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Quora’s misogyny problem: A cautionary tale

In addition to its “Indian Problem,” Quora is now a terrible misogynistic site?

Are there two Quoras now? There used to be just one and it was the most politically correct place online dominated by a pack of radfems and their camp followers who made life there miserable for the average person with moderate views on most topics from politics to sexuality. Quora went out of its way to pander to this mob. The shrill pack drove many of the original and better members away during the first two years. If you didn’t fall in line with their positions, they ganged up on you and, of course, Marc Nudnick always sided with them and was only too eager to hit the delete member button.

But now according to this piece by an intrepid grrl reporter from ZDNet Quora has evolved into a pit of misogyny:

“Quora’s misogyny problem” is a tempest out of the teapot, and it’s a perfect example of why user-based websites need to change the way they think about targeted users.

What women have been going through on Quora is harrowing: Harassment and threats, stalking on and off the site, and an atmosphere that enables ongoing targeting with moderators that don’t understand, or help.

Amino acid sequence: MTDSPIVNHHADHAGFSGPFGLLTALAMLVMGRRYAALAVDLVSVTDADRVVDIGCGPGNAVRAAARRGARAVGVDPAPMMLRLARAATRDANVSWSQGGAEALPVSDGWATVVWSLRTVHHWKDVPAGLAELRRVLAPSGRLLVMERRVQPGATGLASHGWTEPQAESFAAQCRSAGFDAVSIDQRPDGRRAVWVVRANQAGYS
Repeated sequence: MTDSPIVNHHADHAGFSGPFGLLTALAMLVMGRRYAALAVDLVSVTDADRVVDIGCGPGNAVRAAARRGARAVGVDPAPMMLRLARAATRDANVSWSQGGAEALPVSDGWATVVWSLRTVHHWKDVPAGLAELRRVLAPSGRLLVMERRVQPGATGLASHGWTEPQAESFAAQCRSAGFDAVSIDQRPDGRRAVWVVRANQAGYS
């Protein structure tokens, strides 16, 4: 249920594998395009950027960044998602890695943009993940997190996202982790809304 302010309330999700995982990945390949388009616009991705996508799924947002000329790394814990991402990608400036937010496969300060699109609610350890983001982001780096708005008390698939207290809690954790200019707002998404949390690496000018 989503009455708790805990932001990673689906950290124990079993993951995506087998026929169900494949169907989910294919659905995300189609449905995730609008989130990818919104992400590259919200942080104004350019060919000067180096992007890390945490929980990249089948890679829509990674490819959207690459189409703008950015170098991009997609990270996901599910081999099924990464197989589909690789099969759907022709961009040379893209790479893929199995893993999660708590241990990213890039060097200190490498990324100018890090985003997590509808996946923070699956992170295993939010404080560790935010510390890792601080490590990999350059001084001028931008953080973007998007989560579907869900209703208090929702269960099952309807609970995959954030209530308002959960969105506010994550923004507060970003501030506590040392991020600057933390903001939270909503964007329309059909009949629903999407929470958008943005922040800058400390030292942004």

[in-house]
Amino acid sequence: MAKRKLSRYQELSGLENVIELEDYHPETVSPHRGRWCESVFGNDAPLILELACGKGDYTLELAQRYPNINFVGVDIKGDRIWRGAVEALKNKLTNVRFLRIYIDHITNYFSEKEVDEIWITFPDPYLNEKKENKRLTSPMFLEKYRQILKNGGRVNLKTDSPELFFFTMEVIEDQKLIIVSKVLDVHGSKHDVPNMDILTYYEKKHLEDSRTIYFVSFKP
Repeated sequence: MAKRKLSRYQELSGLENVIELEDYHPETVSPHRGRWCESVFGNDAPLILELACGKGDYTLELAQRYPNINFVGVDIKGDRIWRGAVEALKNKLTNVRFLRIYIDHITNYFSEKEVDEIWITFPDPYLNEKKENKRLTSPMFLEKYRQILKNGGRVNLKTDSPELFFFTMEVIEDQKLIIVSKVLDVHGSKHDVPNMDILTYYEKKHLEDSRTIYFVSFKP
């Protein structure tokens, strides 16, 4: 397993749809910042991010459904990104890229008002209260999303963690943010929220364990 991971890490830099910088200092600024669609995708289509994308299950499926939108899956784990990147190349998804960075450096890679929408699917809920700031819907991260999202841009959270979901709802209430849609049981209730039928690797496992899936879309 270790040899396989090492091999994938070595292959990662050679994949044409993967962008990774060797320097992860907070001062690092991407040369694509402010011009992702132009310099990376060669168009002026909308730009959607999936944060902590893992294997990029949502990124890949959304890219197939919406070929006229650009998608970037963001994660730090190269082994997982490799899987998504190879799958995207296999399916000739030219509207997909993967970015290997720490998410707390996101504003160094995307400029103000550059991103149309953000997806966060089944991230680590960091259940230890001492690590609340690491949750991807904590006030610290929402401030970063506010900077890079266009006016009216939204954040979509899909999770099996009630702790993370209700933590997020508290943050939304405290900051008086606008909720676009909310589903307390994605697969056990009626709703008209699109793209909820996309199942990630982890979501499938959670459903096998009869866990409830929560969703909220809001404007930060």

That’s because Quora’s baseline of “normal” behavior around gender is all screwed up — and it was made that way.


Your standard issue man-hating radfem.

Our question is this: Has it really? Has it really turned into a pit of misogyny or is something else going on here? Could this be blowback from the sane people on Quora? Blowback from the biggest collection of ultra-liberal users to be found anywhere online against the relentless radfem whining about sexism and misogyny?

Think about it.

No matter how worthy the cause, if people are forced to endure nonstop screaming from a shrill mob of radicals odds are high that they will eventually reach a snapping point. While we certainly don’t condone any of the behavior that’s been alleged to have occurred on Quora such as threats, stalking, and harassment, it can’t be denied that our radfem friends sometimes go over the line and trigger a backlash.

As the old saying goes, you sow what you reap.

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